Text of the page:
Improvements in irrigation and integrated pest management lead to higher vegetable crop yields for a 21-household village in Nepal.
Sabitri Timilsina was finding it difficult to manage household expenses and educate her children from her seven-member family’s sole income source: agriculture.
Timilsina lives in the 21-household village of Ranagaun, a tiny hamlet in Nepal’s central Lalitpur district. Her family was in debt due to losses to their tomato, cabbage, and cucumber crops, and many of her neighbors were in the same predicament. Subsistence farming, done on an average of less than two-and-a-half acres in the village, was in decline. Crops failed in the unhealthy, dry soil, and incomes further decreased from the expense of transporting vegetables to market and the cost of chemical fertilizers and pesticides. And while the majority of women in the village were involved in agriculture, their exclusion from agricultural training and education meant that they were unaware of market opportunities and advanced growing techniques, missing out on income that could improve their families’ livelihoods.
The Power of Women’s Farmer Groups
In 2008, Timilsina joined a new women’s farmer group in the village, the Namuna Mahila Krishak Samuha. The group learned about drip irrigation, vegetable farming, and marketing from the collective efforts of the USAID-funded Smallholder Irrigation Market Initiative (SIMI), iDE-Nepal (an NGO), and Nepal’s District Agriculture Development Office (DADO). But as vegetable farming increased in the newly irrigated land, so did insect pests, plant diseases, and weeds, which the women tried to combat with pesticides and inorganic fertilizers, increasing input costs and degrading soil quality.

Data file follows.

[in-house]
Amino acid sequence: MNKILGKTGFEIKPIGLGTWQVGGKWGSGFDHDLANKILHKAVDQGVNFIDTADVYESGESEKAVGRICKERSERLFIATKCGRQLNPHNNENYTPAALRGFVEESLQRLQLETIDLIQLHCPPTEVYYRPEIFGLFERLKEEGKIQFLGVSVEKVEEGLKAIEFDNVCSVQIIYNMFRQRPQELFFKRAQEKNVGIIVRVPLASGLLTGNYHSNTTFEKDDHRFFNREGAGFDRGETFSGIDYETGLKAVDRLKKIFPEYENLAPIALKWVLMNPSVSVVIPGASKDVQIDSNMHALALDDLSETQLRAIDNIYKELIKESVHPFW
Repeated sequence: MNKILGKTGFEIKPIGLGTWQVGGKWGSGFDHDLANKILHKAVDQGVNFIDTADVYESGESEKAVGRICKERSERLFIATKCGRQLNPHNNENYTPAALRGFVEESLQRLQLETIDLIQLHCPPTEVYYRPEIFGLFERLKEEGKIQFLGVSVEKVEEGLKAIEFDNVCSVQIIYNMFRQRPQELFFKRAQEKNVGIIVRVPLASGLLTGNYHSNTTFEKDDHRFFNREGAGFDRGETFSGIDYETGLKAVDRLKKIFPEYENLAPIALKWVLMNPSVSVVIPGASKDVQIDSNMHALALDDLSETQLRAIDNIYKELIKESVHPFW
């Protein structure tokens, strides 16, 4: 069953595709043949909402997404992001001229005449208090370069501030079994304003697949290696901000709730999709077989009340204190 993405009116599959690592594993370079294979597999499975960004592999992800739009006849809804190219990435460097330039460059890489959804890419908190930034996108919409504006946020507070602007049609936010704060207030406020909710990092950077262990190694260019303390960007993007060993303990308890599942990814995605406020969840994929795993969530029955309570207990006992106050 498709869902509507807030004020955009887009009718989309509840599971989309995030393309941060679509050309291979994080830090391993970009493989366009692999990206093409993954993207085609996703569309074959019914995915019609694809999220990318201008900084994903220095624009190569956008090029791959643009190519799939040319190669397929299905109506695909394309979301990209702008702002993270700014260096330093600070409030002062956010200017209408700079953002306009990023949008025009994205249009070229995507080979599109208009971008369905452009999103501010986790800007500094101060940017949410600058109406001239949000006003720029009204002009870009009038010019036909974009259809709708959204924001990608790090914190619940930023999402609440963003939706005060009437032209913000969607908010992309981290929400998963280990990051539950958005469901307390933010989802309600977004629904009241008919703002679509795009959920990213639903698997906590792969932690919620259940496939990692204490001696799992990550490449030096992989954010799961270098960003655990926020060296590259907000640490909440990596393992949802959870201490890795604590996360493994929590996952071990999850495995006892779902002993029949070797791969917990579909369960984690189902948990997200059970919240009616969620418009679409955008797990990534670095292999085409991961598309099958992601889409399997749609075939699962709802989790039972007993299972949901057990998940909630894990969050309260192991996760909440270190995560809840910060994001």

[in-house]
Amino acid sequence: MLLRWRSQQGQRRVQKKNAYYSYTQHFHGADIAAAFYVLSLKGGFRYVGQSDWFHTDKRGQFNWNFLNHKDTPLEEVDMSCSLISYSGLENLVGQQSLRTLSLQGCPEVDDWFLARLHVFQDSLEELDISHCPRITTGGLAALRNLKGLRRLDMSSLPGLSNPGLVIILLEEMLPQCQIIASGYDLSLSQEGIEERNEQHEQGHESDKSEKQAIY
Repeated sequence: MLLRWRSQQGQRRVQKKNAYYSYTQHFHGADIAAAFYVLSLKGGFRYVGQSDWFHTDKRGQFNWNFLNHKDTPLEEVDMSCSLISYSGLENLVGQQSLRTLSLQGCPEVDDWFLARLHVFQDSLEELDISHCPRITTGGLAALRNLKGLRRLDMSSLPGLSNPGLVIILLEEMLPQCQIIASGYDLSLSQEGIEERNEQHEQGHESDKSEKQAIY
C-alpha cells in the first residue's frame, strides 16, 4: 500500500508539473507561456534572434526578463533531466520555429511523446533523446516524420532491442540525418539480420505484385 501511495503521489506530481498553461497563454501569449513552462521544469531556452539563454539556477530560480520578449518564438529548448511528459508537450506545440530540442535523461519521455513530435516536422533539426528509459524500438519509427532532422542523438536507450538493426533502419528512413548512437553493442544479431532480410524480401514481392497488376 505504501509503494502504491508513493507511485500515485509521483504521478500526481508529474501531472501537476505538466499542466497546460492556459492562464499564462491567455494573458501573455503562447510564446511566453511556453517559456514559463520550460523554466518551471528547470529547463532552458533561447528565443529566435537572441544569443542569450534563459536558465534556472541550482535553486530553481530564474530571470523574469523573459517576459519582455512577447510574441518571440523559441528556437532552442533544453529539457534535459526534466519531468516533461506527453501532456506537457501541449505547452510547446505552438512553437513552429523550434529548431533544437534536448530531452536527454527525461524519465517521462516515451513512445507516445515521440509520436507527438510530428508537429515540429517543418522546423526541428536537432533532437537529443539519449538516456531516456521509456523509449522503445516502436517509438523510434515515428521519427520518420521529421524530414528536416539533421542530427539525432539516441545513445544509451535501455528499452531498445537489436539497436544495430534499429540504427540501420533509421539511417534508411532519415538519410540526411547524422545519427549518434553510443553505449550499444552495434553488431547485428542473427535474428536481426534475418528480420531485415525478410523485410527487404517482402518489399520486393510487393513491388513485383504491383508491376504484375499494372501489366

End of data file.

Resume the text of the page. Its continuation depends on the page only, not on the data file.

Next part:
Another USAID-funded program, the Integrated Pest Management Innovation Lab (IPM IL, formerly the Integrated Pest Management Collaborative Research Support Program or IPM CRSP), was already active in Nepal, focusing on sustainable and economical ways for smallholder farmers to manage pests and diseases in vegetable crops. In 2009, the program began working with the farmer group to lower vegetable production costs through environmentally-friendly solutions such as biofertilizers, biopesticides, bagging, mulching, and pheromone and soap-based insect traps.
Healthier Families, Healthier Children
For Timilsina and others in the group, these methods were revolutionary. By adopting the IPM tools and practices, the women increased the vegetable production and received higher prices at market.
On Timilsina’s small, one-third acre plot, the IPM techniques in her cucumber and cabbage crops led to a production benchmark for the group. Her cabbage earnings increased by over 50%, and her income from cucumber production increased by 250%. Her crops now have a longer growing period, have reduced damage from insects and plant diseases, and receive a higher market price. From these increased earnings, she was able to pay her debt, educate her children, and save for the future.
Timilsina sees hope in vegetable farming and marketing, in part due to IPM. “Mere hard work in agriculture isn’t enough for satisfactory production,” she says. “It should be supported by proper technology and management.” By using biopesticides, mulch, bagging, and traps, she has been able to manage red ants, white grubs, fruit flies and weeds, which were becoming more severe each year. Since she no longer applies pesticides, the plants and fruits last longer, the produce is more marketable, and her family is eating healthier vegetables.
“It would have taken us ages of experience in agriculture to learn and adopt these technologies into the field and see high production,” says Timilsina. “But through IPM IL, we did it within one year.”
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